The Australian Skeptic's Bent Spoon Award for 2006 went to the pharmacists of Australia. That's a lot of winners to share the trophy, but I don't think they'll be bickering. According to Skeptics, pharmacists "manage to forget their scientific training long enough to sell quackery and snake oil in places where consumers should expect to get real medical supplies and advice."
Well deserved. Go into practically any pharmacy (drugstore) these days and you'll wonder if you have apparated into The Apothecary of Diagon Alley. Pharmacists are suffering symptoms of gravely degenerate magical thinking - peddling the likes of Rescue Remedy for first aid. I've seen this taking pride of place on the front counter. Handy, I suppose, for peanut allergy victims or cardiac arrests. Many host in-house naturopaths, pushing fantasies like homeopathy. How can contradictory health advice harmoniously co-exist under the same roof? I guess when you're exposed to woo all day, it becomes an occupational hazard.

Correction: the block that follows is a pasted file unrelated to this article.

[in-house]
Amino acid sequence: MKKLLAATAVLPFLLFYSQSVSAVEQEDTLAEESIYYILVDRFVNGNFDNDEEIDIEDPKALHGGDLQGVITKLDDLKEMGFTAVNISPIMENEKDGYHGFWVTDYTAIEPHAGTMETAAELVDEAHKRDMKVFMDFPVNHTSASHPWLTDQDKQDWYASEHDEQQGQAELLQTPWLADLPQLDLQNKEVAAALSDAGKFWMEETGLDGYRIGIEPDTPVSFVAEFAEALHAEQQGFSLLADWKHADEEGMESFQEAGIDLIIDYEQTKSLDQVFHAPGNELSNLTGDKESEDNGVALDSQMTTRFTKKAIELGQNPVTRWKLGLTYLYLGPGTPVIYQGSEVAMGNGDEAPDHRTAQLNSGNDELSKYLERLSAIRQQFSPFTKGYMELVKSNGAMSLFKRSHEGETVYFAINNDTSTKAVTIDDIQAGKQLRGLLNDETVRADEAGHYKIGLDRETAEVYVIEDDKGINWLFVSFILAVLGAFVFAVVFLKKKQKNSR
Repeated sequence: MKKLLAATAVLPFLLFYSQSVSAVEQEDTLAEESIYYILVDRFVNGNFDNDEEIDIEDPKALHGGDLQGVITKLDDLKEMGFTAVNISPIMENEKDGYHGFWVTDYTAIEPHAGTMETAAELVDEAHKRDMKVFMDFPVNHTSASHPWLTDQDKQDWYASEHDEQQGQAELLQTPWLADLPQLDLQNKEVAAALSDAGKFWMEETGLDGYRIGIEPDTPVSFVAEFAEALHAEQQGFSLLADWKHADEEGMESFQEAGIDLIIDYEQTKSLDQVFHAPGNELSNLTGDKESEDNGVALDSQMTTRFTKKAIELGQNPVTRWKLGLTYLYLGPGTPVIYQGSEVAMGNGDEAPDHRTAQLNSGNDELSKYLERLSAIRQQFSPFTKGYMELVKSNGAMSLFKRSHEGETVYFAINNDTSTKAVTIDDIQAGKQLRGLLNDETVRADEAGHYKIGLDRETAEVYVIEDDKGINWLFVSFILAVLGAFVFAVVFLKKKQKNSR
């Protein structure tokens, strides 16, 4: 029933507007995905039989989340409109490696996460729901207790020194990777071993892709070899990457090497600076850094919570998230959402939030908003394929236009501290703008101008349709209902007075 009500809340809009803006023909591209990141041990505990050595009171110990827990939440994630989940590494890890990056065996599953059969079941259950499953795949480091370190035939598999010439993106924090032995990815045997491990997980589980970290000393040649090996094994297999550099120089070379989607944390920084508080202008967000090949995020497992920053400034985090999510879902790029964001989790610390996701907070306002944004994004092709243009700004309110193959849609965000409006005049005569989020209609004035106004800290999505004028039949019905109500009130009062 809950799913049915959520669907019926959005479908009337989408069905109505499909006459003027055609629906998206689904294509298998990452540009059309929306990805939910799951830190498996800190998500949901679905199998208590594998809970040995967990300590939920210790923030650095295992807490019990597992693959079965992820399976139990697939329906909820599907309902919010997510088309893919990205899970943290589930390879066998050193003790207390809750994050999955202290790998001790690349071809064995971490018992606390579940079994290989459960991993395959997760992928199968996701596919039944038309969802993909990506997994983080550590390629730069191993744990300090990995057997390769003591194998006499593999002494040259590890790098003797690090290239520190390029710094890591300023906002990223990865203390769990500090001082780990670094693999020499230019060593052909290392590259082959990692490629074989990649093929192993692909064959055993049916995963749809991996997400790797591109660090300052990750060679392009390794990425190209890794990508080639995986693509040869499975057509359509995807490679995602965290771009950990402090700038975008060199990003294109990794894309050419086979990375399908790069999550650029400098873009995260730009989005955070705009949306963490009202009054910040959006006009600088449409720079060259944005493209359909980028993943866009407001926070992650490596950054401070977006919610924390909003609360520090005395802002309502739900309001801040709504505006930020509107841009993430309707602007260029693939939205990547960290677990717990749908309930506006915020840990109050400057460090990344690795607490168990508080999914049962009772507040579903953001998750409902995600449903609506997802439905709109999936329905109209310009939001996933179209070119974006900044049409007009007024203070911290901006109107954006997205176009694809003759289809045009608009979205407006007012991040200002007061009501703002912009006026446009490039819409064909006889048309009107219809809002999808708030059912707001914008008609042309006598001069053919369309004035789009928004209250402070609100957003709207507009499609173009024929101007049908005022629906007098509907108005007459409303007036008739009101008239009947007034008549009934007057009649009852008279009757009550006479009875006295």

Whenever I have to wait for a script, I enjoy observing the dual reality. What wins when put to the test? The other night a girl, with an asthmatic cough and a cold, came in for advice. I held my breath - right before her was a fabulous array of homeopathy, aromatherapy, immunity boosters and detox kits. What would she get? The pharmacist reverted - told the girl to see her doctor and sold her a ventolin inhaler. But it wasn't a good testcase - the naturopath had gone home - they don't seem to do 'out-of-hours'.
It's probably about money. Pharmacies have lost out to supermarkets (in return they're trying to snatch turf from doctors - why can't everyone keep to their own patch?) But there's hope. According to Australian Doctor magazine (10th Nov '06) the Pharmacy Guild of Australia has concerns about the way the Therapeutic Goods Administration listing gives complementary medicines "pseudo justification for their efficacy". And a campaign is being waged by scientist Loretta Marron and University of Sydney's Prof Lesley Campbell, to de-list placebo products and those with "no basis in science". Should they succeed, 2,000 or so products will be delisted. It won't stop sales, but the lolly section of pharmacies may need extending.
Mind you, why wait for the TGA? Rumour has it Québec is developing a new code of ethics for pharmacists, including banishing non-pharmacist health counseling from the prescription desk.
Could there be a happy ending here? If Aussies cleaned up their shops, would Skeptics consider stripping the Bent Spoon from Australian pharmacists?